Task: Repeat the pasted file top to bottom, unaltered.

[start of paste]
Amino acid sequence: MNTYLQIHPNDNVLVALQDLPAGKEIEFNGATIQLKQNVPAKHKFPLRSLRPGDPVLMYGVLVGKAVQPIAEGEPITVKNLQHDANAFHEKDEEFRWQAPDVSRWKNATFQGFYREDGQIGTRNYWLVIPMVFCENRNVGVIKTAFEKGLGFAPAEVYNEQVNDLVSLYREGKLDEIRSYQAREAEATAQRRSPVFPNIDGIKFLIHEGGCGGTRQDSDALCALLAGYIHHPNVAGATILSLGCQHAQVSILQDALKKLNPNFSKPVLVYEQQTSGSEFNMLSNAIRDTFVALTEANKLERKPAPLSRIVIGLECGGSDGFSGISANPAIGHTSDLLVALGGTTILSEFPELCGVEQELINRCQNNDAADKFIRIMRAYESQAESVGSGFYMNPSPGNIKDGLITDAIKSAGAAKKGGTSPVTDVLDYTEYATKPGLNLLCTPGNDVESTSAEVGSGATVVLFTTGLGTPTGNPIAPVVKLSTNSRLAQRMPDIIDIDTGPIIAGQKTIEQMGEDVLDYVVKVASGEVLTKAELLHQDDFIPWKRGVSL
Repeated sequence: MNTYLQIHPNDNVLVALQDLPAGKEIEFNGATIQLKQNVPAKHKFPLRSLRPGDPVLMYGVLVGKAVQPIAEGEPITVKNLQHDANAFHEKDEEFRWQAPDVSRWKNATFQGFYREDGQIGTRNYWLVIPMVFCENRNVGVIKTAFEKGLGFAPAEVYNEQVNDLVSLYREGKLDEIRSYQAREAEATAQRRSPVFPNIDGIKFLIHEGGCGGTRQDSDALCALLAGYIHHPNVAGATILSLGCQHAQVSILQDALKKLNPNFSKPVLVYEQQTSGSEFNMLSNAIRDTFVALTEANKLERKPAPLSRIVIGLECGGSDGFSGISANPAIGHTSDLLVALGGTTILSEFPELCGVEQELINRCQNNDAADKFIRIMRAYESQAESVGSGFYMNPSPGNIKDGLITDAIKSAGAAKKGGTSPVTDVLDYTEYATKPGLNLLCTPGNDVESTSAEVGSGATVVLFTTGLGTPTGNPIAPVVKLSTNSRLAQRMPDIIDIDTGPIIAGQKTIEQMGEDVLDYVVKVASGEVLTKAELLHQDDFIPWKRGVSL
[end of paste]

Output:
Amino acid sequence: MNTYLQIHPNDNVLVALQDLPAGKEIEFNGATIQLKQNVPAKHKFPLRSLRPGDPVLMYGVLVGKAVQPIAEGEPITVKNLQHDANAFHEKDEEFRWQAPDVSRWKNATFQGFYREDGQIGTRNYWLVIPMVFCENRNVGVIKTAFEKGLGFAPAEVYNEQVNDLVSLYREGKLDEIRSYQAREAEATAQRRSPVFPNIDGIKFLIHEGGCGGTRQDSDALCALLAGYIHHPNVAGATILSLGCQHAQVSILQDALKKLNPNFSKPVLVYEQQTSGSEFNMLSNAIRDTFVALTEANKLERKPAPLSRIVIGLECGGSDGFSGISANPAIGHTSDLLVALGGTTILSEFPELCGVEQELINRCQNNDAADKFIRIMRAYESQAESVGSGFYMNPSPGNIKDGLITDAIKSAGAAKKGGTSPVTDVLDYTEYATKPGLNLLCTPGNDVESTSAEVGSGATVVLFTTGLGTPTGNPIAPVVKLSTNSRLAQRMPDIIDIDTGPIIAGQKTIEQMGEDVLDYVVKVASGEVLTKAELLHQDDFIPWKRGVSL
Repeated sequence: MNTYLQIHPNDNVLVALQDLPAGKEIEFNGATIQLKQNVPAKHKFPLRSLRPGDPVLMYGVLVGKAVQPIAEGEPITVKNLQHDANAFHEKDEEFRWQAPDVSRWKNATFQGFYREDGQIGTRNYWLVIPMVFCENRNVGVIKTAFEKGLGFAPAEVYNEQVNDLVSLYREGKLDEIRSYQAREAEATAQRRSPVFPNIDGIKFLIHEGGCGGTRQDSDALCALLAGYIHHPNVAGATILSLGCQHAQVSILQDALKKLNPNFSKPVLVYEQQTSGSEFNMLSNAIRDTFVALTEANKLERKPAPLSRIVIGLECGGSDGFSGISANPAIGHTSDLLVALGGTTILSEFPELCGVEQELINRCQNNDAADKFIRIMRAYESQAESVGSGFYMNPSPGNIKDGLITDAIKSAGAAKKGGTSPVTDVLDYTEYATKPGLNLLCTPGNDVESTSAEVGSGATVVLFTTGLGTPTGNPIAPVVKLSTNSRLAQRMPDIIDIDTGPIIAGQKTIEQMGEDVLDYVVKVASGEVLTKAELLHQDDFIPWKRGVSL